I first gained access to Thrillvania by convincing our city magazine to commission me to photograph it for a feature in October. I was intrigued with that place and how intricate the tableaux were, so much so that I'd obsessed on how to get in. The magazine piece ran and after that I was even more curious. I made a sort of wish list and started reaching out. Fortunately I had one under my belt so I could show them what I was doing and I was in touch with the editor of my previous book. He was interested (though I went a different direction) so I knew the images would be a book. And some key proprietors got behind the project and helped open some doors for me. I found everyone pretty fantastic to work with.

These places are built to scare you on a deeper level. Did you personally feel scared at any point?
Of course! So first off let me say that I'm incredibly thankful that no one in any of the haunts took the opportunity to scare me out of my skin! There were many opportunities and I was pretty easy to scare, particularly in the beginning. But everyone acted with total professionalism.

There were several points I got pretty spooked. I made the photographs by shooting very long time exposures in the dark, with show lights on and sometimes full sound for hours at a time. Most of the time I could listen to headphones but when I was at Netherworld I was so unnerved. I just couldn't calm down while working. On my second day there I asked if I could have a pair of ear plugs I'd seen in the costume shop and they mentioned that the fear frequencies may have been getting to me. And at Reindeer Manor I got so scared I cut one of my evenings short. That haunt is sitting on a fairly big piece of land and the attractions are in different buildings. Alex, the proprietor, was working at one end of the property and I was shooting on the opposite end. Keep in mind this was very late at night. I was already on edge - dark, creepy place where I'm completely alone. I heard a woman screaming in the distance and then a huge door creaking. I just knew they were messing with me. I kept hearing those sounds and the more it happened the more I figured I just had to leave. I packed up my cameras, found Alex and tried to play it cool (but was really anxious to get to the safety of my car). I mentioned the screaming woman (who turned out to be coyotes) and the creaking door (actually screws in new wood). Alex is a kind, open guy and he explained the sounds but I figured I'd have to come back another time when I wasn't so scared!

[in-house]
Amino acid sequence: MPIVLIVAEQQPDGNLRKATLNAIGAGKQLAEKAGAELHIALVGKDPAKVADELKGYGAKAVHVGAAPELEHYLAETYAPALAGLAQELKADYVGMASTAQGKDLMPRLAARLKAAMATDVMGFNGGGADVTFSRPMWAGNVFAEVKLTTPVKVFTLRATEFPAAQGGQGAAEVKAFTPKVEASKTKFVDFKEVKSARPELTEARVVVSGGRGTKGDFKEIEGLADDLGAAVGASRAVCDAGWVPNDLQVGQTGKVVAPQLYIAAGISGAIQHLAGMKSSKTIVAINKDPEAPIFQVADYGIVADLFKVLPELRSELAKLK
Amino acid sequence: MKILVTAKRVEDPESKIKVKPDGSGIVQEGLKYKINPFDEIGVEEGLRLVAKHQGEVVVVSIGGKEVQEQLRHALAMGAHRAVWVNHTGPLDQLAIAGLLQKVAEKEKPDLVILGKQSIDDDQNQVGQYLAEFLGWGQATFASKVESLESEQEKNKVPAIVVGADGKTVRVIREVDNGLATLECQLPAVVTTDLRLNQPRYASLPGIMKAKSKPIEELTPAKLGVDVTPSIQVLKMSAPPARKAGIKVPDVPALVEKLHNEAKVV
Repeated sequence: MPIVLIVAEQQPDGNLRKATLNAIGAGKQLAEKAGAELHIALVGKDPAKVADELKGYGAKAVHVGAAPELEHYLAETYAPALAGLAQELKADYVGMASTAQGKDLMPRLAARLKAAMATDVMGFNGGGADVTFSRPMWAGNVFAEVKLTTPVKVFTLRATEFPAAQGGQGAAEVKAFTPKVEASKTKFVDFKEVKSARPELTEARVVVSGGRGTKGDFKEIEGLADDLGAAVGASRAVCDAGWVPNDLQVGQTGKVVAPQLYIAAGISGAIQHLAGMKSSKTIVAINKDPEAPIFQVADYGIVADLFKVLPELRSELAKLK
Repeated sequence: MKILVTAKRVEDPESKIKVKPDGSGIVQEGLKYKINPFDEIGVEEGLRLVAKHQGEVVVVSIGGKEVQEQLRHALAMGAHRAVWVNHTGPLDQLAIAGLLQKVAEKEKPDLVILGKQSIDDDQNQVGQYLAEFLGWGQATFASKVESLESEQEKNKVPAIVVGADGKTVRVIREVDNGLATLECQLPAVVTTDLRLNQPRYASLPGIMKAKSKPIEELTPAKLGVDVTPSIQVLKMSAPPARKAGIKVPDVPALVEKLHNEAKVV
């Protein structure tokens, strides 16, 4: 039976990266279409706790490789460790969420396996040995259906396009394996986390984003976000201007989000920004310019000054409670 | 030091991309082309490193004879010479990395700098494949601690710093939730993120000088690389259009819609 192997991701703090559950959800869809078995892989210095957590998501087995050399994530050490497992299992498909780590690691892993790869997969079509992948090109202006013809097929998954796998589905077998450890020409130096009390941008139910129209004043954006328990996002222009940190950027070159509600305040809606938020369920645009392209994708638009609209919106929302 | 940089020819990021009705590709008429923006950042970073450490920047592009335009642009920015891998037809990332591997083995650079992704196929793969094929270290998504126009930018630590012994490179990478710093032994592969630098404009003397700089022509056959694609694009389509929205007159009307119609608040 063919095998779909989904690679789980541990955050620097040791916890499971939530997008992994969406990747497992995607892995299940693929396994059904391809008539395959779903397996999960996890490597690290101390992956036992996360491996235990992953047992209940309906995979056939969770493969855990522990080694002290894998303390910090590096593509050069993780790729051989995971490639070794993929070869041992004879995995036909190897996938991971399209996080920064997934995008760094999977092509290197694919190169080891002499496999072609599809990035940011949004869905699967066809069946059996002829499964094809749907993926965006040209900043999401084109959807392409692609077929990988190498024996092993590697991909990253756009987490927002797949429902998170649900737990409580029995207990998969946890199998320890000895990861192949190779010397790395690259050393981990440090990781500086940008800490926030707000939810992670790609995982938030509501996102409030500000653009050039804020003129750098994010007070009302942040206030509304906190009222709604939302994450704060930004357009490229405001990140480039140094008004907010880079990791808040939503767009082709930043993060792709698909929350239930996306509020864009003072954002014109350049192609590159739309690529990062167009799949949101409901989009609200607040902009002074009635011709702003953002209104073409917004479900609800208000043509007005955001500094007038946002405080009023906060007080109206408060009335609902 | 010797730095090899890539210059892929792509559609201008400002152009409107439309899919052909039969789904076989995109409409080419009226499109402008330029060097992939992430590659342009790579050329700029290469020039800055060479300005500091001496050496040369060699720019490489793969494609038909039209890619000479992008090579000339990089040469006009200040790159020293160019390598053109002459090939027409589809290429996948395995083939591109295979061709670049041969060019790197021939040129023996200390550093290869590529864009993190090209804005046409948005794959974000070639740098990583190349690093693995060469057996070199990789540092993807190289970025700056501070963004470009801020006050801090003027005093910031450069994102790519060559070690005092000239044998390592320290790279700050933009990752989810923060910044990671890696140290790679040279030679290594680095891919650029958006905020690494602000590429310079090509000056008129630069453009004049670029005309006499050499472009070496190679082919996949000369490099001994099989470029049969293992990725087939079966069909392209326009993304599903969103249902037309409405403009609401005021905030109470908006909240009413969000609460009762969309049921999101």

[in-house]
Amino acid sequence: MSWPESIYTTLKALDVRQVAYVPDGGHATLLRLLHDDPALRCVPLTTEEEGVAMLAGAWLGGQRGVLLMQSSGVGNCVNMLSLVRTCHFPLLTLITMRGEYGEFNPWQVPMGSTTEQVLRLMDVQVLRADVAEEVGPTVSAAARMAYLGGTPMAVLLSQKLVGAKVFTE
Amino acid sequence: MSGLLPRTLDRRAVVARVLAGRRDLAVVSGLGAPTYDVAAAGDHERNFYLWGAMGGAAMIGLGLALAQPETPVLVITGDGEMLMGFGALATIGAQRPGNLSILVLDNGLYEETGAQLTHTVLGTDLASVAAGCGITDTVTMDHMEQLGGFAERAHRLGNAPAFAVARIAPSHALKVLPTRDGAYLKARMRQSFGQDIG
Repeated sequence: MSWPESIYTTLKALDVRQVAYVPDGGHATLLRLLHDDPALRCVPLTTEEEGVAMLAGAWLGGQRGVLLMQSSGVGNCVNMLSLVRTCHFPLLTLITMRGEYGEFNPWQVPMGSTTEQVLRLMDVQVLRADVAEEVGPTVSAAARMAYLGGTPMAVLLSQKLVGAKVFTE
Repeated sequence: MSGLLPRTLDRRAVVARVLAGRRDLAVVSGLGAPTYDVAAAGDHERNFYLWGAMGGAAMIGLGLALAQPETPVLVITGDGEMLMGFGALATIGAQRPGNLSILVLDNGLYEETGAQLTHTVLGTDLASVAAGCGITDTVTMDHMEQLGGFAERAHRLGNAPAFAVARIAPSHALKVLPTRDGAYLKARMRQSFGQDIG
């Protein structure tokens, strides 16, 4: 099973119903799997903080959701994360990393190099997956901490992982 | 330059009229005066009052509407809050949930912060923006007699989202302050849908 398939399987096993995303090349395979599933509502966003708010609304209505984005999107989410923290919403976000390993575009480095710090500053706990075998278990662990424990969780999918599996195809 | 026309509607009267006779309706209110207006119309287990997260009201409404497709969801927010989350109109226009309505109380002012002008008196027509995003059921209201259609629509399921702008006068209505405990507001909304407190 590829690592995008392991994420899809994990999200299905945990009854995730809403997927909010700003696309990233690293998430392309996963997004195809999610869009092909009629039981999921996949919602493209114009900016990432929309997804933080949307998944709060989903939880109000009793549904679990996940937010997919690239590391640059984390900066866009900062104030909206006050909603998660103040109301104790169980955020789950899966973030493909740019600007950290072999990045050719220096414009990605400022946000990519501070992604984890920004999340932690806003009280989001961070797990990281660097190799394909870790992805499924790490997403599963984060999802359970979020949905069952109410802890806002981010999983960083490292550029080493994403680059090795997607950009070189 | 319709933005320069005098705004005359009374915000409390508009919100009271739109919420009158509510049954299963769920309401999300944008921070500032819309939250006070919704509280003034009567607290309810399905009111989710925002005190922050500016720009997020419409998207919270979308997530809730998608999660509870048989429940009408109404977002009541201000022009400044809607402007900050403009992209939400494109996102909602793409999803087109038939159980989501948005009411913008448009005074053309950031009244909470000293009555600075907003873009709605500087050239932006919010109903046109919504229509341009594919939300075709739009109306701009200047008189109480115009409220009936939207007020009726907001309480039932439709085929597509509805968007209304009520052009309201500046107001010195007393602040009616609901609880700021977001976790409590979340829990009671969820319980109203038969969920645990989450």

Looking at your photographs, you’ve beautifully captured the rich, dark atmosphere as well as some stunning character portraits. Is there beauty to the mayhem?
I think all artists are drawn to beauty and I think some of the most compelling photographs in this work have both beauty and horror.

Many people dismiss these kinds of attractions as a trifle, but they can be highly theatrical and brilliantly orchestrated installations. What would you say to someone who might see these as low-brow?
I can only speak to the haunts in the book but they're huge productions who employ hundreds during season and keep a smaller crew that works year round. There are incredibly creative folks always working on new story lines, sets, and costumes. I've been surprised by how many people have told me they've never been to a haunted house. I think most of them would be shocked to know how much year round work goes into the short seasons they're open to the public.

Unfortunately the photographs don't even get close to portraying an immersive environment as rich as the places in the book - any documentation of a haunted house (photos, video, audio) won't do the subject justice. The visual is simply one element of the experience but to your point, these are indeed ornate, theatrical and orchestrated installations. Some of them feel like you've fallen into a film set only without the unfinished area for the camera. They're completely immersive in a way that can only be experienced and often involve light effects (like the entire storyline at 13th Gate lit almost entirely by lightning), extreme darkness, meticulous soundtracks, smells, and of course actors waiting to startle you. Photography actually operates in a different way and as I got deeper into this work I realized the most interesting images were pregnant with expectation. Often I found myself photographing what was on the edges of a scene as opposed to the focus of what might scare you as a customer.